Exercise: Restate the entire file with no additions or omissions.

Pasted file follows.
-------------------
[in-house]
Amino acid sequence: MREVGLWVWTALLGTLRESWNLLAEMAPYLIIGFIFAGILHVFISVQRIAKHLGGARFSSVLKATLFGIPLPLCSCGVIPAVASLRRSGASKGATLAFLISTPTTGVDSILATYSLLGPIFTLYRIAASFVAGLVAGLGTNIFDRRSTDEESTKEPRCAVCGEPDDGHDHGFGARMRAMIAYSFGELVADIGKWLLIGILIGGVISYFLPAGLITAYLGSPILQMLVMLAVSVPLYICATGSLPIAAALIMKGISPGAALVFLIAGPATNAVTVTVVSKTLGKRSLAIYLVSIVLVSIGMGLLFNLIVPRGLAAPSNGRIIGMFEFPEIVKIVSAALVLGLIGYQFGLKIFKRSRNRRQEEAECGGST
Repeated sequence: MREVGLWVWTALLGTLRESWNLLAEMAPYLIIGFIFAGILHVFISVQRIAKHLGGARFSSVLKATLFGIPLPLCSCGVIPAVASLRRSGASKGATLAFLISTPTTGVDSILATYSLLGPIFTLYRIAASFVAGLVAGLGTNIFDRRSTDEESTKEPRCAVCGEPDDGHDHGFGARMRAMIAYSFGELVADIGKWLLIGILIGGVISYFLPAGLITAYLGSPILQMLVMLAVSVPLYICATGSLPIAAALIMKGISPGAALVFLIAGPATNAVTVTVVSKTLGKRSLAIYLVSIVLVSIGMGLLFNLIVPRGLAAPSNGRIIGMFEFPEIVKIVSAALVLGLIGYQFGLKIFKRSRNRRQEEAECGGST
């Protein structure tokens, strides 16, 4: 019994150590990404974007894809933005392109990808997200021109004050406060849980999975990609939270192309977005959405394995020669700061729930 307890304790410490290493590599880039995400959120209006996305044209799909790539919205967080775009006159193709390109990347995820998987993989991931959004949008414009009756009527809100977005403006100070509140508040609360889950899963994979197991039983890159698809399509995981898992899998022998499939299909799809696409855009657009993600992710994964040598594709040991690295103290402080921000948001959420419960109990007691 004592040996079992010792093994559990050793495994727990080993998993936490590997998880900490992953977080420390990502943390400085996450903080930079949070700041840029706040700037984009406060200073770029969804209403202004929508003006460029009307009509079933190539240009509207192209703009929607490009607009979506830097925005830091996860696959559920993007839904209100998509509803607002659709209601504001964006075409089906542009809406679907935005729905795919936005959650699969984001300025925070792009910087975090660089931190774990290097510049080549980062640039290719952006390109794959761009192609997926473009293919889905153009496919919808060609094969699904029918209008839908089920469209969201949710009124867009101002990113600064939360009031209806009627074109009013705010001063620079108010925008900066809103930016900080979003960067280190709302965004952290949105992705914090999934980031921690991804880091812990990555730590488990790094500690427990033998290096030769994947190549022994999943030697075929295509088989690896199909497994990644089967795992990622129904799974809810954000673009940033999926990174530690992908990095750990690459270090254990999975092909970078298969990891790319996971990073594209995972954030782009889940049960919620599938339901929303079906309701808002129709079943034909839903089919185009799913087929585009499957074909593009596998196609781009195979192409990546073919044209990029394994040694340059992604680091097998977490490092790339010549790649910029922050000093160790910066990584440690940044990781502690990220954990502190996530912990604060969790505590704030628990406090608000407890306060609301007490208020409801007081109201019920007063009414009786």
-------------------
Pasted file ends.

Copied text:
[in-house]
Amino acid sequence: MREVGLWVWTALLGTLRESWNLLAEMAPYLIIGFIFAGILHVFISVQRIAKHLGGARFSSVLKATLFGIPLPLCSCGVIPAVASLRRSGASKGATLAFLISTPTTGVDSILATYSLLGPIFTLYRIAASFVAGLVAGLGTNIFDRRSTDEESTKEPRCAVCGEPDDGHDHGFGARMRAMIAYSFGELVADIGKWLLIGILIGGVISYFLPAGLITAYLGSPILQMLVMLAVSVPLYICATGSLPIAAALIMKGISPGAALVFLIAGPATNAVTVTVVSKTLGKRSLAIYLVSIVLVSIGMGLLFNLIVPRGLAAPSNGRIIGMFEFPEIVKIVSAALVLGLIGYQFGLKIFKRSRNRRQEEAECGGST
Repeated sequence: MREVGLWVWTALLGTLRESWNLLAEMAPYLIIGFIFAGILHVFISVQRIAKHLGGARFSSVLKATLFGIPLPLCSCGVIPAVASLRRSGASKGATLAFLISTPTTGVDSILATYSLLGPIFTLYRIAASFVAGLVAGLGTNIFDRRSTDEESTKEPRCAVCGEPDDGHDHGFGARMRAMIAYSFGELVADIGKWLLIGILIGGVISYFLPAGLITAYLGSPILQMLVMLAVSVPLYICATGSLPIAAALIMKGISPGAALVFLIAGPATNAVTVTVVSKTLGKRSLAIYLVSIVLVSIGMGLLFNLIVPRGLAAPSNGRIIGMFEFPEIVKIVSAALVLGLIGYQFGLKIFKRSRNRRQEEAECGGST
């Protein structure tokens, strides 16, 4: 019994150590990404974007894809933005392109990808997200021109004050406060849980999975990609939270192309977005959405394995020669700061729930 307890304790410490290493590599880039995400959120209006996305044209799909790539919205967080775009006159193709390109990347995820998987993989991931959004949008414009009756009527809100977005403006100070509140508040609360889950899963994979197991039983890159698809399509995981898992899998022998499939299909799809696409855009657009993600992710994964040598594709040991690295103290402080921000948001959420419960109990007691 004592040996079992010792093994559990050793495994727990080993998993936490590997998880900490992953977080420390990502943390400085996450903080930079949070700041840029706040700037984009406060200073770029969804209403202004929508003006460029009307009509079933190539240009509207192209703009929607490009607009979506830097925005830091996860696959559920993007839904209100998509509803607002659709209601504001964006075409089906542009809406679907935005729905795919936005959650699969984001300025925070792009910087975090660089931190774990290097510049080549980062640039290719952006390109794959761009192609997926473009293919889905153009496919919808060609094969699904029918209008839908089920469209969201949710009124867009101002990113600064939360009031209806009627074109009013705010001063620079108010925008900066809103930016900080979003960067280190709302965004952290949105992705914090999934980031921690991804880091812990990555730590488990790094500690427990033998290096030769994947190549022994999943030697075929295509088989690896199909497994990644089967795992990622129904799974809810954000673009940033999926990174530690992908990095750990690459270090254990999975092909970078298969990891790319996971990073594209995972954030782009889940049960919620599938339901929303079906309701808002129709079943034909839903089919185009799913087929585009499957074909593009596998196609781009195979192409990546073919044209990029394994040694340059992604680091097998977490490092790339010549790649910029922050000093160790910066990584440690940044990781502690990220954990502190996530912990604060969790505590704030628990406090608000407890306060609301007490208020409801007081109201019920007063009414009786």